Sunday, October 16, 2011

How late can we celebrate?

On 26 September 2011, Boeing delivered the first 787 Dreamliner to airline ANA after a three year delay. The aircraft is a technological achievement unmatched in aerospace and will create a customer flying experience like no other. The event was celebrated.

The 911 Memorial officially opened on 11 September 2011 after ten years of debate, design, coordination and construction. “The Memorial is a national tribute of remembrance and honor to the 2,983 people killed in the terror attacks of September 11, 2001 and February 26, 1993.” The event was celebrated.
This weekend, an international team under my leadership achieved an aerospace manufacturing milestone of large implication, significance and meaning. While the project concluded one year late, it has the potential to change the face of aero-structure assembly for years to come. The event was celebrated locally with no fanfare or drama.

Should a significant accomplishment be celebrated in the same way whether on time or significantly late?


Sunday, October 9, 2011

Artificial Barriers

One of the occupational consequences of working international projects is an abundance of long flight hours with time to kill. Once all the possible staff-work is complete and I’ve read as much as possible, the airline movie marathon starts. I categorize movies based on if I’d be willing to pay to see them at a theater, willing to pay to Netflix them, willing to watch them for free on a plane and last, movies I cannot even to watch for free. Sometimes I’m pleasantly surprised by a movie I’ve never heard of.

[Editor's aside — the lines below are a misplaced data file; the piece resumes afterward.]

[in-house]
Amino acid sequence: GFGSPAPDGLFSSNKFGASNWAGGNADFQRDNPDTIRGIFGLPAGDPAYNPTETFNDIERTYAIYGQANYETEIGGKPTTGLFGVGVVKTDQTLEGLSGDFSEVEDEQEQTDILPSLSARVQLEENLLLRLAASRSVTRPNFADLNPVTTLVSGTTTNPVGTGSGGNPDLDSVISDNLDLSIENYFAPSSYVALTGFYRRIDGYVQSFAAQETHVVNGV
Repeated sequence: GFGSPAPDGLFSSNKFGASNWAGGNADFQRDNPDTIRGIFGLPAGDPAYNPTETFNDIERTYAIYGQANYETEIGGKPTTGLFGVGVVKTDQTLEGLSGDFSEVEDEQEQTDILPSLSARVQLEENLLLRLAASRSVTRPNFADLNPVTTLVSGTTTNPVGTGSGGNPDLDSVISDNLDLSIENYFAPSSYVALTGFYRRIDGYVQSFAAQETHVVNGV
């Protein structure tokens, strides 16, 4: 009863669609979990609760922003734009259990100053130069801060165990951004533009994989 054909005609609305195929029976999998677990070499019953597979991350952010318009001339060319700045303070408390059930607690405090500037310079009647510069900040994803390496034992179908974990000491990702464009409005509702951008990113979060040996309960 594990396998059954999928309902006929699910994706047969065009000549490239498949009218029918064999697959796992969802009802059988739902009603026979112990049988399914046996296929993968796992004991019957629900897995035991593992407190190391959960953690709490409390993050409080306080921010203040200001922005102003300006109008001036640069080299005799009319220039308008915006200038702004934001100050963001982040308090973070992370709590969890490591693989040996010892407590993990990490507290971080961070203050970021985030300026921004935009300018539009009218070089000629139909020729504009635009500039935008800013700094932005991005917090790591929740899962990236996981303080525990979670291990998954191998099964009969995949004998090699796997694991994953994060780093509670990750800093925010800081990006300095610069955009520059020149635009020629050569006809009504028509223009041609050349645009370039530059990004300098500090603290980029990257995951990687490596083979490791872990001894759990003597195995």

“Cold Souls” (2009) starring Paul Giamatti was very odd and a nice surprise. An interesting scene in the movie involved a doctor explaining to Giamatti the concept of tying a young circus elephant’s ankle to a tent spike to stop them from wondering off. When young, the spike is strong enough to stop the elephant. The elephant “learns” that they cannot over-take the constraint. As the elephant grows bigger and stronger, they never question the power of the constraint. Of course the spike is no match for the large elephant, but they never try to over-power it.

This made me wonder what constraints we artificially apply to ourselves and/or what barriers our people believe that really do not exist. How often have you heard “we have never done it that way” or “this will never work?”

What artificial constraints can you remove for your people? What items can you fix that have really bothered the teams reporting to you?


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